Art for Loose Change.
Maddie Crum,  March 18

Loose Change

A new novel’s conflict plays out in dollars and cents

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Abundance by Jakob Guanzon. Graywolf Press, 304 pages.

Even novelists who experiment with time—Nicholson Baker and his capacious minutes, Virginia Woolf and her fleet, war-long decades—have to consider the effects of its passing. It’s a challenge, and maybe not a worthwhile one, to devote two-hundred-or-so pages to a single, static instant. I think this is what a former professor of mine meant when he said novels are about change, or at least the potential for change, over time.

Although his prescription makes artistic sense, it also makes me uncomfortable. Many of my own family’s conflicts are habitual, are systemic or environmental, are struggles with foregone conclusions. My uncle whose medical debt is bottomless. My cousin who’s in and out—and in and out—of jail. My ninety-five-year-old grandmother whose Gulfside home, which her husband, a carpenter, helped build, is threatened each year by a new storm that’s really the same as the old storm with a new name. Time passes, but change is slow and mounting, not loud or vivid, like drama. These aren’t quite my stories, but the thought of them being unsuited to literature is an acute frustration.

How, then, to turn a circular struggle into a story with tension and movement without falsely limning a path out, the narrative equivalent of the bootstraps myth? With his debut novel, Abundance, Jakob Guanzon makes a clever attempt. At the start of each chapter, there’s a dollar amount in place of a title: $0.00, $20.00, $7.55. Looming over the action is the protagonist’s net worth, making his poverty specific, a conflict with movement in dollars and cents.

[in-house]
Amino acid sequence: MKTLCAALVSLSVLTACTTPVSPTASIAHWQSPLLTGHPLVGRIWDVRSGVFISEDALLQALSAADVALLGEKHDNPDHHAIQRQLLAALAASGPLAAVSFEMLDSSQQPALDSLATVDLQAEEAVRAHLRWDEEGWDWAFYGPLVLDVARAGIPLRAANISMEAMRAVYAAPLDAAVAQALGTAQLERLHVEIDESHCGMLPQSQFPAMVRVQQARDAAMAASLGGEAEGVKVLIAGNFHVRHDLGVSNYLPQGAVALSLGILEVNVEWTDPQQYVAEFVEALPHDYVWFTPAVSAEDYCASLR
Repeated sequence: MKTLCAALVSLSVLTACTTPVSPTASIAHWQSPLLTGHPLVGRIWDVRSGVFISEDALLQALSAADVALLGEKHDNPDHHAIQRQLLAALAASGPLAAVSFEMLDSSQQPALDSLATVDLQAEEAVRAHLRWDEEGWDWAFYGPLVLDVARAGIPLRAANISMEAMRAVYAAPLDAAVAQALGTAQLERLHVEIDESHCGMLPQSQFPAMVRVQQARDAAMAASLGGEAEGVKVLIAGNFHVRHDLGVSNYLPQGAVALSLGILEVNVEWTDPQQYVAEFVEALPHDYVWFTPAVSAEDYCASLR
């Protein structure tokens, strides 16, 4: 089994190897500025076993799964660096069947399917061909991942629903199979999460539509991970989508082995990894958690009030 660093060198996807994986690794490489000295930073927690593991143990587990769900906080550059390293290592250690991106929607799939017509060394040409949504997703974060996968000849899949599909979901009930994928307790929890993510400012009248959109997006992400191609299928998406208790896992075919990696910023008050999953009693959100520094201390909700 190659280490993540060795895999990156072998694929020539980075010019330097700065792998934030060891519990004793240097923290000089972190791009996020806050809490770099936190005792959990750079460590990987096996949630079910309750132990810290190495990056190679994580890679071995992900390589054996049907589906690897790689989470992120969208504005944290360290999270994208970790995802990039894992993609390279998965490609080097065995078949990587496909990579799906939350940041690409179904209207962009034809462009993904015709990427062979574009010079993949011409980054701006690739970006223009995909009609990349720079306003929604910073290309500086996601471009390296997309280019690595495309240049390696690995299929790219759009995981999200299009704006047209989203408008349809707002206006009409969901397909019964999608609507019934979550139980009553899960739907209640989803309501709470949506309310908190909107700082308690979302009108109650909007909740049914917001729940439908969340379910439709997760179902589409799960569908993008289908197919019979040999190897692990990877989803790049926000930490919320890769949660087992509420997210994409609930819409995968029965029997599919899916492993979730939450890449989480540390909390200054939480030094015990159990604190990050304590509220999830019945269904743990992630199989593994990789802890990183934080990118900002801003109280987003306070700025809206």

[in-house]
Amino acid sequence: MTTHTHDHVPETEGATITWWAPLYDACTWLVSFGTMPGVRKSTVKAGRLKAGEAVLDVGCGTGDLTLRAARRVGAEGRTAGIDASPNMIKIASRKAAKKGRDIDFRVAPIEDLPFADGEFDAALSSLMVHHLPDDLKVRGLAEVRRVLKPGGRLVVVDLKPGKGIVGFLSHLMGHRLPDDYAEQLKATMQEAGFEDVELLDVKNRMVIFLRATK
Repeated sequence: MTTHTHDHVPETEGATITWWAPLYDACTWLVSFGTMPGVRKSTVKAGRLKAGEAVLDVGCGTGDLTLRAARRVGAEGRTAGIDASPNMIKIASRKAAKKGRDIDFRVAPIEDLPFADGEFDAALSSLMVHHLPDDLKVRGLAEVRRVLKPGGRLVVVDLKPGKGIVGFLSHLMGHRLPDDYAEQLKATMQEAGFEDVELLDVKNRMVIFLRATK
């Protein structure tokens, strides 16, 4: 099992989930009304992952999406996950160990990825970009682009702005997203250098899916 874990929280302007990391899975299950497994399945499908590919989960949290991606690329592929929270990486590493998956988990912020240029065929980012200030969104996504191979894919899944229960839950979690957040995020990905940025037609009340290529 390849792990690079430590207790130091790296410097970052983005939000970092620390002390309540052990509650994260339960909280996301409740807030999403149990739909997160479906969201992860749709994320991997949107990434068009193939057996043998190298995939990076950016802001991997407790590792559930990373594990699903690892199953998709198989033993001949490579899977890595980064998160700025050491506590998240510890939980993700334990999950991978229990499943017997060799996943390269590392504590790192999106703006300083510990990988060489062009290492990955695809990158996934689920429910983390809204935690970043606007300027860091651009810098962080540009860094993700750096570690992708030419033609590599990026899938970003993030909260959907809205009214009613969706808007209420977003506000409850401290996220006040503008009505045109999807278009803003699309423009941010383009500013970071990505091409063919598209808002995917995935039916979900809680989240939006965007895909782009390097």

These aren’t quite my stories, but the thought of them being unsuited to literature is an acute frustration.

The book follows Henry, a father who’s reacquainting himself with his son, Junior, after five years in jail. On paper, his crime is selling opioids, but his regret is more personal than that. When his friend Al, an archetypal salesman, approaches him with the plan, Henry has for the first time in his life been in a state of calm. He and Junior’s mother, Michelle, who he’d lusted after covertly in rehab, have slowly furnished their single-wide trailer with the trappings of permanence. Henry basks in that permanence; he’d been used to losing things. His mother, an economist who was only laissez-faire when it came to parenting, died when he was young. His father raised him while working full-time, and the double shift left him curt and depleted. He wants to be a different kind of father to Junior, to provide him with the warmth and constancy his own childhood lacked.